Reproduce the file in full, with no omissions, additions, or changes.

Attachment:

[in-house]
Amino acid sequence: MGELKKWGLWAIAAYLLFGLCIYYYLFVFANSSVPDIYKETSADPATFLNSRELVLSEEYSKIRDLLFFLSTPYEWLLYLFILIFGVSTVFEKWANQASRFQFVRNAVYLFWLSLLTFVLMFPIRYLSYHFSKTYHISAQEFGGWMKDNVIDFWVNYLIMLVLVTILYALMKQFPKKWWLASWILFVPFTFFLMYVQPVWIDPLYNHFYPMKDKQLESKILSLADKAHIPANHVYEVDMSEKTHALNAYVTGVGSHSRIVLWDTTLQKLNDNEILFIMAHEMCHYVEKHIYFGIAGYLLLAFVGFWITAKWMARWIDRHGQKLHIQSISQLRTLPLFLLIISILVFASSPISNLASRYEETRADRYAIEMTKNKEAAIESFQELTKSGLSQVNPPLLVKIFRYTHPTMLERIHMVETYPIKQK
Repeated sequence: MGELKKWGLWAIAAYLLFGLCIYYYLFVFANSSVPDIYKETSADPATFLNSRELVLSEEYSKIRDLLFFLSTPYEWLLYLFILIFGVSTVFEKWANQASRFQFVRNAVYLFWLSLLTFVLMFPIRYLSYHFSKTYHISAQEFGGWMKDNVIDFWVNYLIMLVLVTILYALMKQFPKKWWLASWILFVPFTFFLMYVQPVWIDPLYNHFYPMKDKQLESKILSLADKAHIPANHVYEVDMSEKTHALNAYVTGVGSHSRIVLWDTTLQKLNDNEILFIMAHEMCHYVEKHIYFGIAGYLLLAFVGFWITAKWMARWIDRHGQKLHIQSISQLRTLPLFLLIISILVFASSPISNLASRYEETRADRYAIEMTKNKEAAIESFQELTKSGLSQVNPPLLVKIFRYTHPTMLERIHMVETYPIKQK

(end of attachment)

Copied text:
[in-house]
Amino acid sequence: MGELKKWGLWAIAAYLLFGLCIYYYLFVFANSSVPDIYKETSADPATFLNSRELVLSEEYSKIRDLLFFLSTPYEWLLYLFILIFGVSTVFEKWANQASRFQFVRNAVYLFWLSLLTFVLMFPIRYLSYHFSKTYHISAQEFGGWMKDNVIDFWVNYLIMLVLVTILYALMKQFPKKWWLASWILFVPFTFFLMYVQPVWIDPLYNHFYPMKDKQLESKILSLADKAHIPANHVYEVDMSEKTHALNAYVTGVGSHSRIVLWDTTLQKLNDNEILFIMAHEMCHYVEKHIYFGIAGYLLLAFVGFWITAKWMARWIDRHGQKLHIQSISQLRTLPLFLLIISILVFASSPISNLASRYEETRADRYAIEMTKNKEAAIESFQELTKSGLSQVNPPLLVKIFRYTHPTMLERIHMVETYPIKQK
Repeated sequence: MGELKKWGLWAIAAYLLFGLCIYYYLFVFANSSVPDIYKETSADPATFLNSRELVLSEEYSKIRDLLFFLSTPYEWLLYLFILIFGVSTVFEKWANQASRFQFVRNAVYLFWLSLLTFVLMFPIRYLSYHFSKTYHISAQEFGGWMKDNVIDFWVNYLIMLVLVTILYALMKQFPKKWWLASWILFVPFTFFLMYVQPVWIDPLYNHFYPMKDKQLESKILSLADKAHIPANHVYEVDMSEKTHALNAYVTGVGSHSRIVLWDTTLQKLNDNEILFIMAHEMCHYVEKHIYFGIAGYLLLAFVGFWITAKWMARWIDRHGQKLHIQSISQLRTLPLFLLIISILVFASSPISNLASRYEETRADRYAIEMTKNKEAAIESFQELTKSGLSQVNPPLLVKIFRYTHPTMLERIHMVETYPIKQK